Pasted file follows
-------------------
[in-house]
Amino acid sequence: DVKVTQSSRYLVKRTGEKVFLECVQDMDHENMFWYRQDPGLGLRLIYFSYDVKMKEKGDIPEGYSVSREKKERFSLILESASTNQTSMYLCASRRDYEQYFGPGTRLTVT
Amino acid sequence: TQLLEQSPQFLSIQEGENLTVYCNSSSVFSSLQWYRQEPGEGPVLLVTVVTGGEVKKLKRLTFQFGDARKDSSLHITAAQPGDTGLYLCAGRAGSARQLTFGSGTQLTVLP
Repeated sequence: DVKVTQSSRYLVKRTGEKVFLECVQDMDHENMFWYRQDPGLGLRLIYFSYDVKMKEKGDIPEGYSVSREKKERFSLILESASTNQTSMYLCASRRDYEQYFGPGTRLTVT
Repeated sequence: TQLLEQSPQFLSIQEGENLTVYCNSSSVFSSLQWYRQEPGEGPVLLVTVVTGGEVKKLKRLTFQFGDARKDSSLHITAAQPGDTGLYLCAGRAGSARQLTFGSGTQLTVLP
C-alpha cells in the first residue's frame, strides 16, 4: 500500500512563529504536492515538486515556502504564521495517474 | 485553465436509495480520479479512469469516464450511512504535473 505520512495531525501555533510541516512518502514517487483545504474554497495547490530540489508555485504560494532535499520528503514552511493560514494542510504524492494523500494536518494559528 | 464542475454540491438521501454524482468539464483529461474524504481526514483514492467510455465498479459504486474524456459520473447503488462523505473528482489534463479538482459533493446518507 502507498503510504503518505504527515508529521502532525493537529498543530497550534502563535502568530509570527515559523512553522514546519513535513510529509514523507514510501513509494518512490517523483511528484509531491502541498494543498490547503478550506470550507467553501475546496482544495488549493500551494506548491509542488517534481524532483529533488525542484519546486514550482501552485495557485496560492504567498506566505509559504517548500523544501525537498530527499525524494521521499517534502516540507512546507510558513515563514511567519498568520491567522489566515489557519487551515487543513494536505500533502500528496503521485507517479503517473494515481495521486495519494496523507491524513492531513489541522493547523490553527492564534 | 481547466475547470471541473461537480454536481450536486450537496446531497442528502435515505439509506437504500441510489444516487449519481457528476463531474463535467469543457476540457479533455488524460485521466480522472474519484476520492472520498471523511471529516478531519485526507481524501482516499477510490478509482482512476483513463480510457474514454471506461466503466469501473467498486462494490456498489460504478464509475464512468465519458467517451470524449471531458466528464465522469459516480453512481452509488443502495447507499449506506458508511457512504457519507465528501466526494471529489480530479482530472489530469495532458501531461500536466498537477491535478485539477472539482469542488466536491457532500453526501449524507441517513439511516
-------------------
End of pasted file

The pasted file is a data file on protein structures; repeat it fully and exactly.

[in-house]
Amino acid sequence: DVKVTQSSRYLVKRTGEKVFLECVQDMDHENMFWYRQDPGLGLRLIYFSYDVKMKEKGDIPEGYSVSREKKERFSLILESASTNQTSMYLCASRRDYEQYFGPGTRLTVT
Amino acid sequence: TQLLEQSPQFLSIQEGENLTVYCNSSSVFSSLQWYRQEPGEGPVLLVTVVTGGEVKKLKRLTFQFGDARKDSSLHITAAQPGDTGLYLCAGRAGSARQLTFGSGTQLTVLP
Repeated sequence: DVKVTQSSRYLVKRTGEKVFLECVQDMDHENMFWYRQDPGLGLRLIYFSYDVKMKEKGDIPEGYSVSREKKERFSLILESASTNQTSMYLCASRRDYEQYFGPGTRLTVT
Repeated sequence: TQLLEQSPQFLSIQEGENLTVYCNSSSVFSSLQWYRQEPGEGPVLLVTVVTGGEVKKLKRLTFQFGDARKDSSLHITAAQPGDTGLYLCAGRAGSARQLTFGSGTQLTVLP
C-alpha cells in the first residue's frame, strides 16, 4: 500500500512563529504536492515538486515556502504564521495517474 | 485553465436509495480520479479512469469516464450511512504535473 505520512495531525501555533510541516512518502514517487483545504474554497495547490530540489508555485504560494532535499520528503514552511493560514494542510504524492494523500494536518494559528 | 464542475454540491438521501454524482468539464483529461474524504481526514483514492467510455465498479459504486474524456459520473447503488462523505473528482489534463479538482459533493446518507 502507498503510504503518505504527515508529521502532525493537529498543530497550534502563535502568530509570527515559523512553522514546519513535513510529509514523507514510501513509494518512490517523483511528484509531491502541498494543498490547503478550506470550507467553501475546496482544495488549493500551494506548491509542488517534481524532483529533488525542484519546486514550482501552485495557485496560492504567498506566505509559504517548500523544501525537498530527499525524494521521499517534502516540507512546507510558513515563514511567519498568520491567522489566515489557519487551515487543513494536505500533502500528496503521485507517479503517473494515481495521486495519494496523507491524513492531513489541522493547523490553527492564534 | 481547466475547470471541473461537480454536481450536486450537496446531497442528502435515505439509506437504500441510489444516487449519481457528476463531474463535467469543457476540457479533455488524460485521466480522472474519484476520492472520498471523511471529516478531519485526507481524501482516499477510490478509482482512476483513463480510457474514454471506461466503466469501473467498486462494490456498489460504478464509475464512468465519458467517451470524449471531458466528464465522469459516480453512481452509488443502495447507499449506506458508511457512504457519507465528501466526494471529489480530479482530472489530469495532458501531461500536466498537477491535478485539477472539482469542488466536491457532500453526501449524507441517513439511516